From the duh files: Study suggests handwashing compliance in child care facilities insufficient

Except the authors get it wrong.

This is the most telling quote from the PR, and I’m not sure who reviewed this shit:

handwashing-loads“The guidelines outline sequential handwashing steps that need to be followed, including use of warm water, soap, paper towels, and continuing for 20 seconds. This study confirms the results of previous studies in this area that there is a need for funding of education and training about proper hand hygiene.”

Water temp doesn’t matter. 20 seconds doesn’t matter. And give us more money to ingratiate ourselves with future funders.

Anyone who has worked in a daycare or restaurant, for lousy pay, knows that time constraints and screaming babies sometimes interfere with best practice. Did anyone follow the guidelines? Acknowledge the realities of the world we’re in, and offer practical advice. But you’ll probably get funded in the next round.

Child care personnel properly clean their hands less than a quarter of the times they are supposed to, according to a study published in the December issue of the American Journal of Infection Control, the official journal of the Association for Professionals in Infection Control and Epidemiology (APIC, http://www.apic.org).

A new study from the University of Arkansas used video cameras to record handwashing habits and compliance among child care workers at an early childhood center in northwest Arkansas. The researchers found that personnel and parents at the facility on average followed proper handwashing procedures only 22 percent of the time before and/or after tasks such as wiping noses, emptying garbage cans, preparing food, changing diapers, or using their cell phones. Caregivers washed 30 percent of the time it was called for, with paraprofessional aides at 11 percent, and parents at 4 percent.

“Handwashing is an important component of reducing illness transmission among children in early childhood centers, especially for the adults in charge of their care,” said lead study author Jennifer Henk, PhD. “As we seek to improve overall quality in early childhood settings, our study shows the need to adopt creative strategies to increase handwashing compliance and efficacy.”

amy-sorenne-handwashingSurveillance cameras were used to randomly record 25 hours of handwashing compliance in ten different classrooms. The center was aware of the cameras, but not alerted to the primary purpose of the study. There were a total of 349 handwashing opportunities in the 25 hours; 78 corresponding handwashing events took place for an overall compliance rate of 22 percent. Handwashing opportunities and events were based on guidelines for early child care established by the American Academy of Pediatrics. The guidelines outline sequential handwashing steps that need to be followed, including use of warm water, soap, paper towels, and continuing for 20 seconds. This study confirms the results of previous studies in this area that there is a need for funding of education and training about proper hand hygiene.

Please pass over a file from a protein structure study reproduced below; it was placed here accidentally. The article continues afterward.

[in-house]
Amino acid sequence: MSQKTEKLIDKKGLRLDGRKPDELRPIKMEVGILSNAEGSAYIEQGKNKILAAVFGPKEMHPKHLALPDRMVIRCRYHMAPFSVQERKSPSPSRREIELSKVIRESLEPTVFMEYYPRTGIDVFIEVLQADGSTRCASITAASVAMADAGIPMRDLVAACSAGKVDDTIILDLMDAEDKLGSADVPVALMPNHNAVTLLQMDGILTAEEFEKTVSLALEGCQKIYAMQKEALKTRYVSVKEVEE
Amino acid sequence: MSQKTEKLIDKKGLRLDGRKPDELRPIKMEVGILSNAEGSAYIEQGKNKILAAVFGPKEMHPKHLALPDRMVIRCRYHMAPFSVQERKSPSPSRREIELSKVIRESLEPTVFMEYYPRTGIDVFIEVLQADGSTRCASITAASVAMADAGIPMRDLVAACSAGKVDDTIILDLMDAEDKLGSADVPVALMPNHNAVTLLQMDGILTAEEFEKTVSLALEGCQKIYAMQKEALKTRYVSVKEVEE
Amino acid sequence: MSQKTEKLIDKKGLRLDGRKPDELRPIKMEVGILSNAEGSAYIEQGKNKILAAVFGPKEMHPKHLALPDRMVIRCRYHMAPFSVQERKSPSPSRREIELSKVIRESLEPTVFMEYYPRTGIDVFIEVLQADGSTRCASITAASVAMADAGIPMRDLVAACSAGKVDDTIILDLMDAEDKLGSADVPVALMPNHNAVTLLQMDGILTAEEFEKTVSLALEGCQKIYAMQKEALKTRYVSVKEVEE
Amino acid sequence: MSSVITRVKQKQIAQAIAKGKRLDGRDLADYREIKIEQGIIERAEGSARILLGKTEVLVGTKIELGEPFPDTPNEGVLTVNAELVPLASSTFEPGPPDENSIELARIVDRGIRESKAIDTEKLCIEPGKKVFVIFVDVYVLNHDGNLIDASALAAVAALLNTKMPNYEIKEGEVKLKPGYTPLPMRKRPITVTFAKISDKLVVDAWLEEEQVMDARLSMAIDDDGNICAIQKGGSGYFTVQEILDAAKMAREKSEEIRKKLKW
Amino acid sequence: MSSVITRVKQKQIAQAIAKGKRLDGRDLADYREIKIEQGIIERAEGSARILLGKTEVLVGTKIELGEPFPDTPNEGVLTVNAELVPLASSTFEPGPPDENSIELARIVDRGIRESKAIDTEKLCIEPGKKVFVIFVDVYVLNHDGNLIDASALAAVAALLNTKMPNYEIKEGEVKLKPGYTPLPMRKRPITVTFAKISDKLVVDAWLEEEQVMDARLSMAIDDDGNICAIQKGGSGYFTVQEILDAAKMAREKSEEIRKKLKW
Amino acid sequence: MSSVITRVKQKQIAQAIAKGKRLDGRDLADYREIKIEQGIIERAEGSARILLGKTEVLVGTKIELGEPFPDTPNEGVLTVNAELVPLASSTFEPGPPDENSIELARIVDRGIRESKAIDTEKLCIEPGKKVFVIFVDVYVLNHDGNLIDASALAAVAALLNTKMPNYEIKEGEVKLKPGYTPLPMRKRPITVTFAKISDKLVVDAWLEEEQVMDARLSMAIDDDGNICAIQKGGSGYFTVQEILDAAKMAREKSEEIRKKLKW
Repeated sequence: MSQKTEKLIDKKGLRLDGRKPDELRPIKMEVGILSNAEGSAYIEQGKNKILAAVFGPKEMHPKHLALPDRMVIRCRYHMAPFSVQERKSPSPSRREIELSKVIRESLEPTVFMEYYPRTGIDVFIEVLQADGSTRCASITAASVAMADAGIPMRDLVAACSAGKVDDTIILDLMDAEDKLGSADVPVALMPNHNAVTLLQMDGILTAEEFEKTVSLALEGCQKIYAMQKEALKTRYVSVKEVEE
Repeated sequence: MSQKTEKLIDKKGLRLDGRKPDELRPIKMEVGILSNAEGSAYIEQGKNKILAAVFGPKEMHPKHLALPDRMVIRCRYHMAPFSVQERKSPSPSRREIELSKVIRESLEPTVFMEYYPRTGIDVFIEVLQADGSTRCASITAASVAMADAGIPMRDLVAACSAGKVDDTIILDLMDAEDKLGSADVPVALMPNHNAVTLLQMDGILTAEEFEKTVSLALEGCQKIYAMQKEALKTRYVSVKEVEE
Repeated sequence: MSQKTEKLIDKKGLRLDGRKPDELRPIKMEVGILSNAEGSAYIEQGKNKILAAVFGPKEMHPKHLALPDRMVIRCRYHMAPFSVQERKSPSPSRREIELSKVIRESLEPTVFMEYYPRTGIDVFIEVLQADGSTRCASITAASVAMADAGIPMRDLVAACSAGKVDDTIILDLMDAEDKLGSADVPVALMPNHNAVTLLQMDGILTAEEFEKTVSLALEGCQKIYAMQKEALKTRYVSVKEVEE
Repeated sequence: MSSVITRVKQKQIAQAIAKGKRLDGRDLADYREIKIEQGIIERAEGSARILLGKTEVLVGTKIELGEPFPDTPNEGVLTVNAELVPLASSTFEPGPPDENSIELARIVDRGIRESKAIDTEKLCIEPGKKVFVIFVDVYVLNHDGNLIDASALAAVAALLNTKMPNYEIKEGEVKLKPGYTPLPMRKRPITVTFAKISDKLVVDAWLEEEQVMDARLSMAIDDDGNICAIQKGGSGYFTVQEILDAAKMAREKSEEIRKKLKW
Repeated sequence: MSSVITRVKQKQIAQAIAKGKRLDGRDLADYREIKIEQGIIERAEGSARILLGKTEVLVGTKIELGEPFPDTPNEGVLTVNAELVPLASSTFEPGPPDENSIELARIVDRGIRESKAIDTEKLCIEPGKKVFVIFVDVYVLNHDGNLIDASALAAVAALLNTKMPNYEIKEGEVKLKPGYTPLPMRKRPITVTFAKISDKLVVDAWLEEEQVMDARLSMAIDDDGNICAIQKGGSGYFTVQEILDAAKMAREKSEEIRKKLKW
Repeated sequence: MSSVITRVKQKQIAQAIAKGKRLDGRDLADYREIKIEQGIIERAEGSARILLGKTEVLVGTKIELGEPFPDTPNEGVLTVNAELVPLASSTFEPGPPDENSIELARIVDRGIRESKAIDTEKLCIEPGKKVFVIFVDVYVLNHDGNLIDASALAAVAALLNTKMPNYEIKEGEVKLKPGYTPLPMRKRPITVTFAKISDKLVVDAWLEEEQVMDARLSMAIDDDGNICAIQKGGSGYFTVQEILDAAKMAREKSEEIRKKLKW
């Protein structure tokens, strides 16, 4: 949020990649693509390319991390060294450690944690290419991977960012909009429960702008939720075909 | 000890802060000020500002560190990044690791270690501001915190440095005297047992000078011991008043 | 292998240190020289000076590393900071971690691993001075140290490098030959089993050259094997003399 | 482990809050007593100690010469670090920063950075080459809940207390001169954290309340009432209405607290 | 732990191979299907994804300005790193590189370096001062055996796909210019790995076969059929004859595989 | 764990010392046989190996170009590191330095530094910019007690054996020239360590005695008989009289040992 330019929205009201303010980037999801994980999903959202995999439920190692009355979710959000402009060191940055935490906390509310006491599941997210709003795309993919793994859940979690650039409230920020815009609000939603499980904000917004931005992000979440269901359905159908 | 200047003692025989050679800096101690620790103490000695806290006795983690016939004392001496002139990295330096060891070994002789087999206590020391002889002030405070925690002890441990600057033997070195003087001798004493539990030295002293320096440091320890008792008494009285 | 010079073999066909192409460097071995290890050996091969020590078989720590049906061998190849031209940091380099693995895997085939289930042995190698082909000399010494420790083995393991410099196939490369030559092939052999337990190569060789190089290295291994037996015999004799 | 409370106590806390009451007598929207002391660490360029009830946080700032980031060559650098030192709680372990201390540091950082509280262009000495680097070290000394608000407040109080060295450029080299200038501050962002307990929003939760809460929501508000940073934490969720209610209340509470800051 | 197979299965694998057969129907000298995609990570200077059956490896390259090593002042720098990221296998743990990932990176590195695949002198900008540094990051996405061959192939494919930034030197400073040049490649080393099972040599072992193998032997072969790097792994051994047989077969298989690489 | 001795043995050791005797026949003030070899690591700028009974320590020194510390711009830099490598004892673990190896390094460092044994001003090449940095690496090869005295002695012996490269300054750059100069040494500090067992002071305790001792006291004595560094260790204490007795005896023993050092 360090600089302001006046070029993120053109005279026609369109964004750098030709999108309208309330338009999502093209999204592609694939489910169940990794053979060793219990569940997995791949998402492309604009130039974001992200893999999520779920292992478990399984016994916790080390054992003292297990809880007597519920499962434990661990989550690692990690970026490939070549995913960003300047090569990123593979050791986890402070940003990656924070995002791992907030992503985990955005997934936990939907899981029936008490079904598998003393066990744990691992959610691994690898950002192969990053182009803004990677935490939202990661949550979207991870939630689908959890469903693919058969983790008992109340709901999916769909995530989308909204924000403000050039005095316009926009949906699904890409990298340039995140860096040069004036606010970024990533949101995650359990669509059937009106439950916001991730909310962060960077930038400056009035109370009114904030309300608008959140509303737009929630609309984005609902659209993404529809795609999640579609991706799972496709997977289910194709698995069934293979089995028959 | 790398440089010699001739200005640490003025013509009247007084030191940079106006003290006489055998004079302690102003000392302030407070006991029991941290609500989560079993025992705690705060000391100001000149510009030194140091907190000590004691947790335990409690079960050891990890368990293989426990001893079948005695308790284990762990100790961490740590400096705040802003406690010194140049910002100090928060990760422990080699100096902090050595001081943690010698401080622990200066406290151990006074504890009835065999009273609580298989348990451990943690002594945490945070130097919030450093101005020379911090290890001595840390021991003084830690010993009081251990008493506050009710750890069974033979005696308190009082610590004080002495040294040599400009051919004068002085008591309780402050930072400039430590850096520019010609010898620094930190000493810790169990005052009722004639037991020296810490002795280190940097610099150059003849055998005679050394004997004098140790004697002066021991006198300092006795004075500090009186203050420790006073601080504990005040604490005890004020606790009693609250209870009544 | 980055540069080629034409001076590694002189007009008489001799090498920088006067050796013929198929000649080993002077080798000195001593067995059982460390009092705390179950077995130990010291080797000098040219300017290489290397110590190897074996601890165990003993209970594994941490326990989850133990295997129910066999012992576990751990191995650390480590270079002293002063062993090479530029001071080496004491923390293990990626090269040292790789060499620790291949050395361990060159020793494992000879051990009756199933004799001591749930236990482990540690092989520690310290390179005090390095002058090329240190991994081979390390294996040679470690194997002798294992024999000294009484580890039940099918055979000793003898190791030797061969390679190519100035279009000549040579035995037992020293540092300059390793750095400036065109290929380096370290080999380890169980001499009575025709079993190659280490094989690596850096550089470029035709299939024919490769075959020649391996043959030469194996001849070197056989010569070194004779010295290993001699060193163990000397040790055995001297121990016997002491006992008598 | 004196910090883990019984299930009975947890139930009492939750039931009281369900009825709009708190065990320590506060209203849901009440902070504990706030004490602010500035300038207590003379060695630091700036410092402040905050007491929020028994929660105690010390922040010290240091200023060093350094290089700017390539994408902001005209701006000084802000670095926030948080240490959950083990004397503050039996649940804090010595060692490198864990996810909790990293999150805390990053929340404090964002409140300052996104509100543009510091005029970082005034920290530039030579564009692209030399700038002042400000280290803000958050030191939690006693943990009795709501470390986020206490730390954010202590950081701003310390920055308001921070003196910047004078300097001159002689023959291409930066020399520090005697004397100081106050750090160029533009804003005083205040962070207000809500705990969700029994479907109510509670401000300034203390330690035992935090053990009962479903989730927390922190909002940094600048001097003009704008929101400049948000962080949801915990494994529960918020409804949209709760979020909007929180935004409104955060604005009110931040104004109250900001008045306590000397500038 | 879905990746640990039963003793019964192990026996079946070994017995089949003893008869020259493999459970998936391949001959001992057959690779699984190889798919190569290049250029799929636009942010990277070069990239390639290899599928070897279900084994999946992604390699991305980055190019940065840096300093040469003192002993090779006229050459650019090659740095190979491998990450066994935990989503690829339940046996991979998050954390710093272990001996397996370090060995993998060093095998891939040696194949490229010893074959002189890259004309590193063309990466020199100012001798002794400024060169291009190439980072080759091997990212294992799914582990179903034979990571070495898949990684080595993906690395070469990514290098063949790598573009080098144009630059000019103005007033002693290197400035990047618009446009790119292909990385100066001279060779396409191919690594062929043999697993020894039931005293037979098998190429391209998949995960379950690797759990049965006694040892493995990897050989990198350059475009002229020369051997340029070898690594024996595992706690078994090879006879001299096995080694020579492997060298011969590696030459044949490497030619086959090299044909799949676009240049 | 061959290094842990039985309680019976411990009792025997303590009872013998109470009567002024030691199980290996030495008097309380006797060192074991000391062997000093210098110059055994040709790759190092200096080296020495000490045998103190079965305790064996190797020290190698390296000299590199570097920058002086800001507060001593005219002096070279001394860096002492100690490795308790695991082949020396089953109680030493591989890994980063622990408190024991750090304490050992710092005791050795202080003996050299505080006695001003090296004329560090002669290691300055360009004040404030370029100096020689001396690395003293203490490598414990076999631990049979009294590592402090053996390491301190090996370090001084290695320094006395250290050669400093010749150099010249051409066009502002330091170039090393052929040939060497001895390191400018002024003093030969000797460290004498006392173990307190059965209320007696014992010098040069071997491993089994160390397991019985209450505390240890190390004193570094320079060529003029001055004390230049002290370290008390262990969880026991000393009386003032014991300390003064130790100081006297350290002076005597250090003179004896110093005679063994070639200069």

“Hand hygiene in early childhood centers is especially important because children under five years of age have only partially developed immune systems, increasing their susceptibility to communicable diseases,” said Susan Dolan, RN, MS, CIC, FAPIC, president of APIC. “Studies have shown that children who spend time in an early childhood care center are two to three times more likely to acquire infections than children cared for in the home, with respiratory and gastrointestinal infections posing the highest risks.”

Handwashing can prevent about 30 percent of diarrhea-related sicknesses and about 20 percent of respiratory infection in children, according to the Centers for Disease Control and Prevention.

So what are the creative strategies to increase handwashing compliance? Waste of time.

DC bartender and artist Chantal Tseng makes poop murals in bathrooms

According to bizjournals.com the murals are about poop. Not made out of poop (sadly).screen-shot-2016-10-19-at-5-20-30-pm

Regular Washington imbibers may notice something if they take an extra minute in the restrooms at the new REI flagship store in NoMa: the name of one of D.C.’s favorite bartenders, Chantal Tseng, inscribed on a roll of toilet paper held by a cartoon bear on the wall.

Washington City Paper even included her in a piece it did on D.C.’s mixologists turned chalk artists — which is how the folks at REI found her when they were looking for artists for murals at the new store.

After the call, Tseng enlisted D.C.’s go-to chalk artist, Patrick Owens, for help on the project.

screen-shot-2016-10-19-at-5-20-47-pmTseng and Owens drew extra animals in addition to the bear, and added leaves, animal tracks and, yes, piles of poop to the mural, which is titled “Poop in the Woods: Droppin’ Deuces Wild.” Tseng likes to incorporate haiku into her drawings, so she added a thematic one written backward that can only be read in the bathroom mirrors: “Last chance to soap up/ before heading back out there/ think of the children.”

Yes. Think about the children. And all the other folks who might get poop from your hands onto their hands or in their food.

Check if there’s paper towels in the kids’ bathrooms: Evidence-based interventions of Norovirus outbreaks in China

In resource-limited settings where laboratory capacity is limited and response strategy is non-specific, delayed or inappropriate intervention against outbreaks of Norovirus (NoV) are common. Here we report interventions of two norovirus outbreaks, which highlight the importance of evidence-based modeling and assessment to identify infection sources and formulate effective response strategies.